Activation of the Vasopressin-sensitive Water Permeability Pathway in the Toad Bladder by N-ethyl Maleimide

Title: Activation of the Vasopressin-sensitive Water Permeability Pathway in the Toad Bladder by N-ethyl Maleimide
Authors: Marples, David; Bourguet, J.; Taylor, Ann
Publisher: Experimental Physiology
Date Published: September 01, 1994
Reference Number: 413
Vasopressin stimulates transepithelial water flow in the toad urinary bladder. We report here that N-ethyl maleimide (NEM) (0.1 mM) produces a similar increase in osmotic water flow when applied to the mucosal surface of the tissue. NEM-induced water flow is sensitive to inhibitors of hormone-induced water flow, including serosal acidification, or exposure to quinidine or cytoskeleton-disruptive drugs. NEM-induced water flow is additive with that induced by a submaximal, but not a maximal, dose of vasopressin. The response to mucosal NEM is not reversed on removal of the reagent, but established NEM-induced water flow can be inhibited by serosal acidification or quinidine. Like vasopressin, mucosal NEM induces the appearance of fusion profiles and intramembranous particle aggregates (putative water channels) in the apical plasma membrane of the granular cells, and the incidence of particle aggregates correlates with water flow. NEM does not cause an increase in intracellular cAMP. Our data suggest that NEM stimulates transepithelial water flow by irreversibly activating cellular mechanisms normally triggered by vasopressin, hence causing the insertion of water channels.

This translation by the NDI Foundation is to assist the lay reader. To provide a clear, accessible interpretation of the original article, we eliminated or simplified some technical detail and complicated scientific language. We concentrated our translation on those aspects of the article dealing directly with NDI. The NDI Foundation thanks the researchers for their work toward understanding and more effectively treating this disorder.
© Copyright NDI Foundation 2007 (JC)

The bladder of the toad plays the same role in water balance as the collecting duct in humans, allowing water from the urine to be returned to the blood. In the absence of the antidiuretic hormone, vasopressin (VP), the apical membranes of the granular cells that make up the toad bladder do not let water pass through them. However, in the presence of VP, they do. VP initiates a molecular process that temporarily makes the granular cells' apical membranes water permeable. This allows body water to be reabsorbed from the bladder.

When VP interacts with its receptor, in the granular cell, it stimulates the production of cAMP. This in turn stimulates other molecular processes which cause tiny sacs (aggrephores) carrying specific water channels in their walls to shuttle from inside the cell to the apical membrane of the cell. The aggrephores shuttle along microtubles and microfilaments that in part comprise the skeleton of the cell. The water channels are proteins that, when inserted in the apical membrane, allow water to pass through the membrane.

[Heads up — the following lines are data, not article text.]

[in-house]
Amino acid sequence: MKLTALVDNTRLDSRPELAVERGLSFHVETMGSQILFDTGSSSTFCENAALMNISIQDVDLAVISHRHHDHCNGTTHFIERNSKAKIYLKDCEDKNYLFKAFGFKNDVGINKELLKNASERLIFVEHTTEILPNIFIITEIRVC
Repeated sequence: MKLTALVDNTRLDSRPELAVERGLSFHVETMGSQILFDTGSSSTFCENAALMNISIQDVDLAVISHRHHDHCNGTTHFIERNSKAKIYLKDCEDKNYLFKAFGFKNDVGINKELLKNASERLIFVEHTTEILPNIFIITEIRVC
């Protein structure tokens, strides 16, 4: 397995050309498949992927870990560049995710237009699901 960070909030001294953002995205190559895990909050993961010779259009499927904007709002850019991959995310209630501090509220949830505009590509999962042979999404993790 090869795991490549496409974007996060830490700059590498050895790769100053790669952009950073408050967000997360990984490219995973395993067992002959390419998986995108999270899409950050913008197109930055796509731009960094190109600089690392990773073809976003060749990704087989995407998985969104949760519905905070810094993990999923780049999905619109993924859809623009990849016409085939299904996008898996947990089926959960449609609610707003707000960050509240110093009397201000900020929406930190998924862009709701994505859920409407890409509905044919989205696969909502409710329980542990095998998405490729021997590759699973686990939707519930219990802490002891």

Marples, et al., after performing a series of experiments on toad bladders, report that the chemical, N-ethyl maleimide (NEM) also increases the flow of body water across the apical membrane. It does not allow as much water as the VP-induced water flow, but both flows have a roughly similar pattern in terms of the time it takes for the water flow to increase.

The researchers found that NEM induced the increase in body water flow across the apical membranes in a manner similar to VP. The NEM-induced water flow is sensitive to the same things that inhibit the VP-induced water flow: acidification of the cell's serosal membrane, and exposure to the drugs quinidine, nocodazole or EHNA. NEM-induced water flow, like that of VP, involves the movement of water channel-bearing aggrephores to the apical membrane.

There were differences. Unlike the VP-induced water flow, the NEM-induced water flow is irreversible. That is, NEM irreversibly activates components of the cellular apparatus required for water flow across the apical membrane. (Thus, even if NEM is removed from the bladder culture, the water flow it initiates continues.) Also, NEM does not stimulate cAMP, nor does it require cAMP to be stimulated to induce the water flow. However, it does require an intact cytoskeleton (i.e. the microfilaments and microtubules that help the aggrephore travel from inside the cell to the cell's apical membrane must be intact and functioning).

The researchers conclude that NEM increases the water permeability of the toad bladder by activating some of the same processes that VP uses. Further experiments with NEM may prove valuable in clarifying the biochemical steps that underlie the action of VP.